From Longman Dictionary of Contemporary Englishldoce_006_fanglean‧gle1 /ˈæŋɡəl/ ●●● S3 W3 noun [countable] 1 HMthe space between two straight lines or surfaces that join each other, measured in degreesan angle of something an angle of 45°angle of the angles of a triangle You didn’t measure the angle accurately.angle between the angle between walls and ceiling → right angle2 OPINIONa way of considering a problem or situation We’re approaching the issue from many different angles. Look at every angle of the situation.angle to There’s another angle to this question.3 LOOK AFTER somethinga position from which you look at something or photograph itfrom a ... angle This drawing of the monastery was done from an unusual angle. Some of the pictures have strange camera angles.4 → at an angle5 CFthe shape formed when two lines or surfaces joinangle of My head struck the angle of the shelf.
Examples from the Corpusangle• First, the meteorites crossed the dome traveling at an angle of only twenty-seven degrees to the horizon.• The Chesterfield, on to which he was ready to drop, was no longer at its usual, comfortable angle to the television.• a 45-degree angle• One hip shifted her weight to that side, and suddenly every angle softly flowed into another.• The slightly sweet fruit has five angles and when sliced, the pieces are shaped like stars.• The article gives the reader a fresh angle on pop culture.• Thompson says his committee has looked at the problem from every possible angle.• This is the so-called imaginary direction of time, at right angles to real time.• Advertisers need to find the right angle to make their product appeal to consumers.• They wanted an ordinary worker's angle on the new system.• The latter alters the angle of the front roller, to prevent the best running off centre.• I avoided the angle of the coffee table in the darkened room.• He made the decision to lessen the angle of impact by closing the throttle, applying hard up elevator and full right rudder.• At this angle, in the uncertain light, he resembled an eighty-year-old man, wide-eyed with fear.an angle of something• He lay head towards the door and at an angle of forty-five degrees from the bed, his shoes touching the end.• Or that one must approach at an angle of attack of precisely 10 degrees, and attain exactly 18 degrees on take-off?• His shirt-tails flapping in the breeze, he faced the green at an angle of forty-five degrees and sliced every shot.• First, the meteorites crossed the dome traveling at an angle of only twenty-seven degrees to the horizon.• Tucked away unobtrusively in an angle of the river wall, it was also protected by a brick overhang.• Switching angles of 3 and 6 degrees produce a faster travel than an angle of 0 degrees.• Titron went over to an angle of thirty-five degrees.every angle• Views of all parties are taken into account; every angle is examined.• In fact they now covered every angle in every room in the hotel.• Never before have so many people had direct access to information from every angle.• The mayor took along a disposable camera with 36 frames and took pictures from every angle. of the room.• Scientists have attacked the problem from every angle, by education, improving hygiene and eradicating the snail.• The pattern is the same from every angle, which affords considerable freedom in the placement of the rug.• Cameras caress them from every angle.• One hip shifted her weight to that side, and suddenly every angle softly flowed into another.from a ... angle• The fall of Wulfgeat in 1006 is also interesting from another angle.• A standard computer would proceed one step at a time, while we approach the issue from many different angles at once.• Sometimes the pitfalls in not looking at it from all these angles become painfully clear.• Henry Thoreau wrote that one sees the world more clearly if one looks at it from an angle.• He looked at Lee from an angle, cool and fixed, with a slow nod of the head to measure remarks.• It calls for turning around and approaching the problem from a completely different angle.• They should enter into those ideas, and see them from various angles.• Investigators were photographing the wreckage from all angles, and searching for a data recorder that had been aboard the freight train.angleangle2 verb [transitive] 1 VERTICALto move or place something so that it is not straight or upright a mirror angled to reflect light from a window Philip angled his chair towards the door.2 UNFAIRto present information from a particular point of view or for a specific group of people The book is angled towards a business audience. → angle for something→ See Verb table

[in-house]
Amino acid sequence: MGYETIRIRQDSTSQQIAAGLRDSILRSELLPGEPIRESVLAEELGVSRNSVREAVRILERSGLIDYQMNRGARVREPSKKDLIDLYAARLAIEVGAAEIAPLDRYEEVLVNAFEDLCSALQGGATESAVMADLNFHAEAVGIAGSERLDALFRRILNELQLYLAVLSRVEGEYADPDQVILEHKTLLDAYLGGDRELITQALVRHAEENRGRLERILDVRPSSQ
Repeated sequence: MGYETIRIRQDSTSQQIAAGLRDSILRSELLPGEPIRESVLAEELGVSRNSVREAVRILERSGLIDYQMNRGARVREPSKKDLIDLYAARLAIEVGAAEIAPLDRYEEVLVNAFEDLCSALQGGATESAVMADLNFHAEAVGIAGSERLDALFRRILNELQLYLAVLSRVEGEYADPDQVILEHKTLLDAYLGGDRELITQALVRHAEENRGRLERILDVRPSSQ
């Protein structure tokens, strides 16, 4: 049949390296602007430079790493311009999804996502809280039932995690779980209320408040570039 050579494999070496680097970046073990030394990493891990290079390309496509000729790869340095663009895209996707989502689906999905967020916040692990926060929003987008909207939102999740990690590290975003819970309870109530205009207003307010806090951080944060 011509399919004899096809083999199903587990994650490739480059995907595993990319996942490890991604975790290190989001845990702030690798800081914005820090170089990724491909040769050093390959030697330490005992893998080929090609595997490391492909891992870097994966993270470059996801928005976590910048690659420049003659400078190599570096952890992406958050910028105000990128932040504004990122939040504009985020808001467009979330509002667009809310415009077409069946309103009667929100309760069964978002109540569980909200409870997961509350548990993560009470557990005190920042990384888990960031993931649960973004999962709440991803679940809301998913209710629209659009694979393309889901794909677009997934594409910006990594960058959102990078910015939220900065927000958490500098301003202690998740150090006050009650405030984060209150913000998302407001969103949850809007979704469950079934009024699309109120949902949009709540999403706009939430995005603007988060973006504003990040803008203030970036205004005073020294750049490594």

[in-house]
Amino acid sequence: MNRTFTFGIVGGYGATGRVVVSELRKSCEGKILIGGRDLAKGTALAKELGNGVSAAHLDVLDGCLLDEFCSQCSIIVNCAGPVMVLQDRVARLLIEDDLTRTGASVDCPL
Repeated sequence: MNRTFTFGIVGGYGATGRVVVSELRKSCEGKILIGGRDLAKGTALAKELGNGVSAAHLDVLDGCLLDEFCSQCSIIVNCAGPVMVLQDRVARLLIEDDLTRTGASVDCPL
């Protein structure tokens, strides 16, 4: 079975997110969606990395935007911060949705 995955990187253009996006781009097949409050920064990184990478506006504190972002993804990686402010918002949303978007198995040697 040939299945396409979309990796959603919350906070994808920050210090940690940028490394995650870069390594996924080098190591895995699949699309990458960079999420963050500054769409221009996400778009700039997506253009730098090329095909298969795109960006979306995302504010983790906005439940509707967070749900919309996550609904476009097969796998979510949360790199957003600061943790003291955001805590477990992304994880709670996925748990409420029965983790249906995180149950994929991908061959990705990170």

Examples from the Corpusangle• Ward was angling across the slope above to cut him off.• It's not fancy-just nine stools angled around the kitchen, plastic utensils and paper plates.• The content of the release Does the release need to be angled differently for the different sections of the list?• A bare bamboo washing-pole, angled like the bowsprit of a yacht, projects above the street.• A black leather swivel chair was angled to face in the direction of the television.• The mirror was angled to reflect light from a window.• The police launch slowed at the harbor entrance, then angled toward the Sham Shui Po wharf.• The way you angle your feet determines the posture of the lower body.• Angle your forearms slightly downward.Origin angle1 (1300-1400) Old French Latin angulus angle2 1. (1700-1800) → ANGLE12. angle for (1400-1500) From angle “fishhook” ((11-19 centuries)), from Old English angel